Black history is not relegated to a month; it is studied year-round. A new children’s museum set to open in Baltimore is attempting the enrich the lives of young Black children by teaching African history.
According to The Baltimore Sun-Times, Sankofa Children’s Museum is set to open on Juneteenth of this year and will provide educational tools and host events teaching third, fourth and fifth-grade students African history. The focus will be on the histories of African nations such as Kenya, Zimbabwe and Ghana.
The museum will become a Baltimore landmark, housing artifacts and paying tribute to African culture. Founder “Mama Kiki” Armstrong launched a fundraising campaign and began spreading the word to increase interest in the museum.
“This should help them appreciate the culture,” Armstrong told CBS Baltimore. “We’re not just talking about African-American kids. We’re talking about all the kids in the community.”
Students will get the chance to learn about different forms of music, types of food, clothing and other cultural items. The museum is believed to be the first of its kind in the country.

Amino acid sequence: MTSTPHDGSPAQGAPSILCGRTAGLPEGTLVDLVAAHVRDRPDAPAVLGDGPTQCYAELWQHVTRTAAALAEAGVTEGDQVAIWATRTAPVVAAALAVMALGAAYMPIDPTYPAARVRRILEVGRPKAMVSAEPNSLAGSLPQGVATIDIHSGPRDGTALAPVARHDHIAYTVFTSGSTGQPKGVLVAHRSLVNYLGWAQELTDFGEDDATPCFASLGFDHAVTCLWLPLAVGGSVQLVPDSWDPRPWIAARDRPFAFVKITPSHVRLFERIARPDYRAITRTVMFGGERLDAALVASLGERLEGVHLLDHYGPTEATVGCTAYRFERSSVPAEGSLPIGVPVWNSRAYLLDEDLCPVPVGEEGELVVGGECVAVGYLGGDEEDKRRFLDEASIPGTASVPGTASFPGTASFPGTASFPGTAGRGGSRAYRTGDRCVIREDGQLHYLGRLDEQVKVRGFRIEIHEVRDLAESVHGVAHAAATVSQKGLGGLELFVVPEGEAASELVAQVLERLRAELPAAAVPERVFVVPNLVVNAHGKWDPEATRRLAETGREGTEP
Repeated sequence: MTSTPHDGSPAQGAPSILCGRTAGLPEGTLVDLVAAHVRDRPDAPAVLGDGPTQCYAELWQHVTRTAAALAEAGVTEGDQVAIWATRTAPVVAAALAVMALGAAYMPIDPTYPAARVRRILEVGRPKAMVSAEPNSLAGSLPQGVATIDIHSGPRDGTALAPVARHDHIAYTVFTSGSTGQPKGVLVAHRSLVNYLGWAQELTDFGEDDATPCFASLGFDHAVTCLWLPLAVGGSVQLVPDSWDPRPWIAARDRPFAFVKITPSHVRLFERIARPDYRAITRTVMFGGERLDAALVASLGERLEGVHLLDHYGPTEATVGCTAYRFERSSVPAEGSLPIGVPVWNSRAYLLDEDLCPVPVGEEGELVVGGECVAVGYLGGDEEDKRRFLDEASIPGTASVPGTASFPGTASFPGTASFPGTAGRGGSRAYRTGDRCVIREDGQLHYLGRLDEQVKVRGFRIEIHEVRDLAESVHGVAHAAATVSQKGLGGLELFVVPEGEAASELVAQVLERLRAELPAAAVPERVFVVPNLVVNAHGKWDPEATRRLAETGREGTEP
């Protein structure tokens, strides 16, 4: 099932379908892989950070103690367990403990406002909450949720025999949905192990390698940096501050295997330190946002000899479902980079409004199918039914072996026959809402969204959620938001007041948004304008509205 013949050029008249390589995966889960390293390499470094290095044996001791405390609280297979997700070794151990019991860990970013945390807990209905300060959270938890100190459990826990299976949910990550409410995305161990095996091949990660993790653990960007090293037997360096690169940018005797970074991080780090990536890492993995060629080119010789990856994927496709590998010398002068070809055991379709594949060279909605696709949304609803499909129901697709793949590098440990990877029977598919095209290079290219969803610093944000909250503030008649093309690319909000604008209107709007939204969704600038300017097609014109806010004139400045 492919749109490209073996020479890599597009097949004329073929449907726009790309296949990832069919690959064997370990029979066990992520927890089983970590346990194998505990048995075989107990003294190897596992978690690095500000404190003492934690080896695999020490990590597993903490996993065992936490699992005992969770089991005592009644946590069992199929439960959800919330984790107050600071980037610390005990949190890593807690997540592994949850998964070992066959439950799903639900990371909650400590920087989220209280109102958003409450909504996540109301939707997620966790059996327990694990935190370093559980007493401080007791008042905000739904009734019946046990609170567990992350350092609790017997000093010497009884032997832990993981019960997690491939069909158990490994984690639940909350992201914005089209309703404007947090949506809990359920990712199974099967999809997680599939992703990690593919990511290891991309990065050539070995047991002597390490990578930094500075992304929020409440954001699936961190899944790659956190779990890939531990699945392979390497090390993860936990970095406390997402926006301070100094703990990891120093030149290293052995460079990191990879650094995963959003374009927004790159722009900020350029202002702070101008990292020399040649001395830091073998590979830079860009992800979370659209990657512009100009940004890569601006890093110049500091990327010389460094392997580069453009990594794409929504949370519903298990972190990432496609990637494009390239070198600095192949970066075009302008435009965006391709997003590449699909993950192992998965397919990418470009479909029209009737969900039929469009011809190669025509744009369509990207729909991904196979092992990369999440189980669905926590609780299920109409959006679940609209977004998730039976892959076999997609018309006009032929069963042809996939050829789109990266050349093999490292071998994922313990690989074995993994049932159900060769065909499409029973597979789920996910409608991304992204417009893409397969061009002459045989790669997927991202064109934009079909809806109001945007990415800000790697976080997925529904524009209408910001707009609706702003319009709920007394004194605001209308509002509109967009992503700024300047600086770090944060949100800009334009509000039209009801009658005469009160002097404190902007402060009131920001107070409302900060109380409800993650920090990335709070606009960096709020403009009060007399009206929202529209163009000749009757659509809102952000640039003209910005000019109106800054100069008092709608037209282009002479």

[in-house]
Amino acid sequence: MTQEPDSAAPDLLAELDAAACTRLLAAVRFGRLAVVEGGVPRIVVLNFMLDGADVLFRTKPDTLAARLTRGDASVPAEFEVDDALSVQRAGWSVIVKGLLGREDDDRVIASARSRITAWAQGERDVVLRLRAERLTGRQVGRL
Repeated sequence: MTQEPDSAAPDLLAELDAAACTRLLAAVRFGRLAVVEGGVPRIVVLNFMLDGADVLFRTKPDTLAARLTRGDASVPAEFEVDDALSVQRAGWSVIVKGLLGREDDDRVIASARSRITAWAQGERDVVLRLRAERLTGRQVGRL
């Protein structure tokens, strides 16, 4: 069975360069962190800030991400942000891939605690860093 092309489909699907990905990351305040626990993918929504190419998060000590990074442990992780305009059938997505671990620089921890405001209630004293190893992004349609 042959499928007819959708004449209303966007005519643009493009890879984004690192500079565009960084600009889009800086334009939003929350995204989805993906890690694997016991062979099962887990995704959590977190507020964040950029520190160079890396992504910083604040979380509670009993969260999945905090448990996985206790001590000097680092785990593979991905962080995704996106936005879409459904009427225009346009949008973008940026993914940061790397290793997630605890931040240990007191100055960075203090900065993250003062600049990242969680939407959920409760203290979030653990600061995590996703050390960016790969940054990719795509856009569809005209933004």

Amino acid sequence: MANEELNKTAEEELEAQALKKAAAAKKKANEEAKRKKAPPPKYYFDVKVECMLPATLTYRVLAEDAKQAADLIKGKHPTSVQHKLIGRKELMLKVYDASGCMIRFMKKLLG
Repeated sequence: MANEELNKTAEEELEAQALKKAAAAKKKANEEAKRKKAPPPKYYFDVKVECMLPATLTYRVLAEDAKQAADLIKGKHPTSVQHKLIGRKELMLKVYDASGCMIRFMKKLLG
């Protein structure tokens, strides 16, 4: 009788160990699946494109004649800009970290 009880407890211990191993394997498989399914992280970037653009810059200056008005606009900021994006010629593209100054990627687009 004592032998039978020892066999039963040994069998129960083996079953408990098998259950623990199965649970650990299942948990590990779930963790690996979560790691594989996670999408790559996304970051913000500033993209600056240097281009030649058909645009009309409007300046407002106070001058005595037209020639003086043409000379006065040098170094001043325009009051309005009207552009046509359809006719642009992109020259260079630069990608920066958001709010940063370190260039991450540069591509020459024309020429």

“As customers have come in and out of the shop I’ve come to realize that there is a basic lack of knowledge about Africa,” Armstrong told the Sun-Times last month. “A lot of kids and even adults think that Africa is a country instead of a continent. You try to be respectful and correct them without making people feel bad.”
The idea for the museum was first conceived in 2016. Armstrong owns and operates the Sankofa African & World Bazaar boutique in Charles Village.
She’s been in business since 1994. When a customer approached her about hosting a series of Black History Month workshops in 2016, she jumped at the opportunity. These workshops attracted 150 young people, according to the Sun-Times.
From that moment, she knew she wanted to do more. Armstrong and her husband have received $50,000 in startup funds from a generous donor.
The couple is still going over details of building’s lease.Museum-goers will be able to explore all 54 African nations in one half of the museum and, on the other, learn about one nation on a rotating basis in an in-depth exhibit.